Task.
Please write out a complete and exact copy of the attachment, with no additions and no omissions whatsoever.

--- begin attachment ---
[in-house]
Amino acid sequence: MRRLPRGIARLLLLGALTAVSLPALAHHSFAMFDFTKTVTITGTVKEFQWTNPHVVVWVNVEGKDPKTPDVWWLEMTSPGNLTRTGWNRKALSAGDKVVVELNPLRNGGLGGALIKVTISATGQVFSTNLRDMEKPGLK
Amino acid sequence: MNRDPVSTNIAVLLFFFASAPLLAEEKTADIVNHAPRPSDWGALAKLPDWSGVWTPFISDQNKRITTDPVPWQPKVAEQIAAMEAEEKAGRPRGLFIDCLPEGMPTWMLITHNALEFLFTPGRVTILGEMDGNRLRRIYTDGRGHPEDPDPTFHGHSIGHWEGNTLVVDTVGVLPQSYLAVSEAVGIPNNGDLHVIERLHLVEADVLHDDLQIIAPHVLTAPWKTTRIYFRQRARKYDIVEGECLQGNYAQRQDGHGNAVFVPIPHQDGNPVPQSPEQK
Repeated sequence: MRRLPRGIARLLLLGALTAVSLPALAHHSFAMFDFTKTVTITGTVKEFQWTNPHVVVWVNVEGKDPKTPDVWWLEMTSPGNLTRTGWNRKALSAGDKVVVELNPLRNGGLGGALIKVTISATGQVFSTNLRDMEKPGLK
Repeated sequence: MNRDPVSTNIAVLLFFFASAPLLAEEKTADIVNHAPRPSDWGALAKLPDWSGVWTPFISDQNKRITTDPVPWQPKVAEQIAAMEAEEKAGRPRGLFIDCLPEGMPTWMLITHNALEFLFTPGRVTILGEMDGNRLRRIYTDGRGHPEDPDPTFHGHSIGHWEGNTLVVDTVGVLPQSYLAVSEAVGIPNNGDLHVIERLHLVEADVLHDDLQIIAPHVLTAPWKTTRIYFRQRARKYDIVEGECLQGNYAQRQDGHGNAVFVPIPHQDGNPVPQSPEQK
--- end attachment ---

[in-house]
Amino acid sequence: MRRLPRGIARLLLLGALTAVSLPALAHHSFAMFDFTKTVTITGTVKEFQWTNPHVVVWVNVEGKDPKTPDVWWLEMTSPGNLTRTGWNRKALSAGDKVVVELNPLRNGGLGGALIKVTISATGQVFSTNLRDMEKPGLK
Amino acid sequence: MNRDPVSTNIAVLLFFFASAPLLAEEKTADIVNHAPRPSDWGALAKLPDWSGVWTPFISDQNKRITTDPVPWQPKVAEQIAAMEAEEKAGRPRGLFIDCLPEGMPTWMLITHNALEFLFTPGRVTILGEMDGNRLRRIYTDGRGHPEDPDPTFHGHSIGHWEGNTLVVDTVGVLPQSYLAVSEAVGIPNNGDLHVIERLHLVEADVLHDDLQIIAPHVLTAPWKTTRIYFRQRARKYDIVEGECLQGNYAQRQDGHGNAVFVPIPHQDGNPVPQSPEQK
Repeated sequence: MRRLPRGIARLLLLGALTAVSLPALAHHSFAMFDFTKTVTITGTVKEFQWTNPHVVVWVNVEGKDPKTPDVWWLEMTSPGNLTRTGWNRKALSAGDKVVVELNPLRNGGLGGALIKVTISATGQVFSTNLRDMEKPGLK
Repeated sequence: MNRDPVSTNIAVLLFFFASAPLLAEEKTADIVNHAPRPSDWGALAKLPDWSGVWTPFISDQNKRITTDPVPWQPKVAEQIAAMEAEEKAGRPRGLFIDCLPEGMPTWMLITHNALEFLFTPGRVTILGEMDGNRLRRIYTDGRGHPEDPDPTFHGHSIGHWEGNTLVVDTVGVLPQSYLAVSEAVGIPNNGDLHVIERLHLVEADVLHDDLQIIAPHVLTAPWKTTRIYFRQRARKYDIVEGECLQGNYAQRQDGHGNAVFVPIPHQDGNPVPQSPEQK